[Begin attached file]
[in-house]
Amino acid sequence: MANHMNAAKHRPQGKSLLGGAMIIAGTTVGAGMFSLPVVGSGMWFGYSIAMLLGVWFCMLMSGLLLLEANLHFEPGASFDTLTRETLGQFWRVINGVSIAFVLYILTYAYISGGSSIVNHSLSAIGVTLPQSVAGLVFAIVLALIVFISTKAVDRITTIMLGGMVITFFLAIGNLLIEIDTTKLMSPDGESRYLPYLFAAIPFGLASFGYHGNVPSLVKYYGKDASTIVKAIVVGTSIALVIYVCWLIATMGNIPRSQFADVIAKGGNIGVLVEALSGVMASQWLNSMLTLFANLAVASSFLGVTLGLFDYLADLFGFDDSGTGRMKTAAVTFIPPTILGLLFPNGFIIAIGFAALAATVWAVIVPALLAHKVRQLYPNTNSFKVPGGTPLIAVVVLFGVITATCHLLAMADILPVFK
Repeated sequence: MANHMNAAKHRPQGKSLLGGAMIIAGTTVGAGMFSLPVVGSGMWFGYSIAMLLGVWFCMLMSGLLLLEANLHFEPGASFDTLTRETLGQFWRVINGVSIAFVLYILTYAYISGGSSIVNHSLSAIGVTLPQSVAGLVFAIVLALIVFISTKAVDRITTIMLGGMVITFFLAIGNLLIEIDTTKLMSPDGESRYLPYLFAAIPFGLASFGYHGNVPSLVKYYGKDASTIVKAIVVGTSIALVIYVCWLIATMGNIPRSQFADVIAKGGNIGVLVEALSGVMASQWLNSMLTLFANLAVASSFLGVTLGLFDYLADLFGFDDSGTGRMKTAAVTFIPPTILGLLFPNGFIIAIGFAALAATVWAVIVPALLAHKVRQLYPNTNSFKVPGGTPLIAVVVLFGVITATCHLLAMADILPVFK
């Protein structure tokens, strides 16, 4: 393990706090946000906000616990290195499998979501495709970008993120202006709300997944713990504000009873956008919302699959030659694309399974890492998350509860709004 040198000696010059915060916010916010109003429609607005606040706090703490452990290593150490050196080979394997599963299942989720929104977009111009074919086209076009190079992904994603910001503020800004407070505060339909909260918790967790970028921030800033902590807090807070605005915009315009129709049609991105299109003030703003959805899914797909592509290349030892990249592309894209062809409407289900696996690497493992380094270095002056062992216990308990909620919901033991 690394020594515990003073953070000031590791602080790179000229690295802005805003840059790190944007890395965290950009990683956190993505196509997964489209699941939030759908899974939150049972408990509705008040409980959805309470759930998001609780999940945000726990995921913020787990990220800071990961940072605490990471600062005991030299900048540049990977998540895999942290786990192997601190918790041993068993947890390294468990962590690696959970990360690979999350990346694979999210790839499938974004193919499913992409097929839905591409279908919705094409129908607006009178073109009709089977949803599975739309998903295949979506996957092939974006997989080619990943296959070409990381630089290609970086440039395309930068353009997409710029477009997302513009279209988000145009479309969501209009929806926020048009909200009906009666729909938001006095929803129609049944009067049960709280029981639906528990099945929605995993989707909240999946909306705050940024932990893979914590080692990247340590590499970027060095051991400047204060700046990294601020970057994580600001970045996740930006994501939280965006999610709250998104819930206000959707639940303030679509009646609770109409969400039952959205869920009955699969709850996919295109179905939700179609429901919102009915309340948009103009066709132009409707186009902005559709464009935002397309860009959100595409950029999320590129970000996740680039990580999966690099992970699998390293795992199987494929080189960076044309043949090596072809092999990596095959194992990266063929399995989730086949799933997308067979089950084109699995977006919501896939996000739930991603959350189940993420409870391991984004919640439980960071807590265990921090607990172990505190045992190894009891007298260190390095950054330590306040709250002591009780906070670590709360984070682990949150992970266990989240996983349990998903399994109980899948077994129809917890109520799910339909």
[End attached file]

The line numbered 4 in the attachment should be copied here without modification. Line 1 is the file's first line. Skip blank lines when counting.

């Protein structure tokens, strides 16, 4: 393990706090946000906000616990290195499998979501495709970008993120202006709300997944713990504000009873956008919302699959030659694309399974890492998350509860709004 040198000696010059915060916010916010109003429609607005606040706090703490452990290593150490050196080979394997599963299942989720929104977009111009074919086209076009190079992904994603910001503020800004407070505060339909909260918790967790970028921030800033902590807090807070605005915009315009129709049609991105299109003030703003959805899914797909592509290349030892990249592309894209062809409407289900696996690497493992380094270095002056062992216990308990909620919901033991 690394020594515990003073953070000031590791602080790179000229690295802005805003840059790190944007890395965290950009990683956190993505196509997964489209699941939030759908899974939150049972408990509705008040409980959805309470759930998001609780999940945000726990995921913020787990990220800071990961940072605490990471600062005991030299900048540049990977998540895999942290786990192997601190918790041993068993947890390294468990962590690696959970990360690979999350990346694979999210790839499938974004193919499913992409097929839905591409279908919705094409129908607006009178073109009709089977949803599975739309998903295949979506996957092939974006997989080619990943296959070409990381630089290609970086440039395309930068353009997409710029477009997302513009279209988000145009479309969501209009929806926020048009909200009906009666729909938001006095929803129609049944009067049960709280029981639906528990099945929605995993989707909240999946909306705050940024932990893979914590080692990247340590590499970027060095051991400047204060700046990294601020970057994580600001970045996740930006994501939280965006999610709250998104819930206000959707639940303030679509009646609770109409969400039952959205869920009955699969709850996919295109179905939700179609429901919102009915309340948009103009066709132009409707186009902005559709464009935002397309860009959100595409950029999320590129970000996740680039990580999966690099992970699998390293795992199987494929080189960076044309043949090596072809092999990596095959194992990266063929399995989730086949799933997308067979089950084109699995977006919501896939996000739930991603959350189940993420409870391991984004919640439980960071807590265990921090607990172990505190045992190894009891007298260190390095950054330590306040709250002591009780906070670590709360984070682990949150992970266990989240996983349990998903399994109980899948077994129809917890109520799910339909």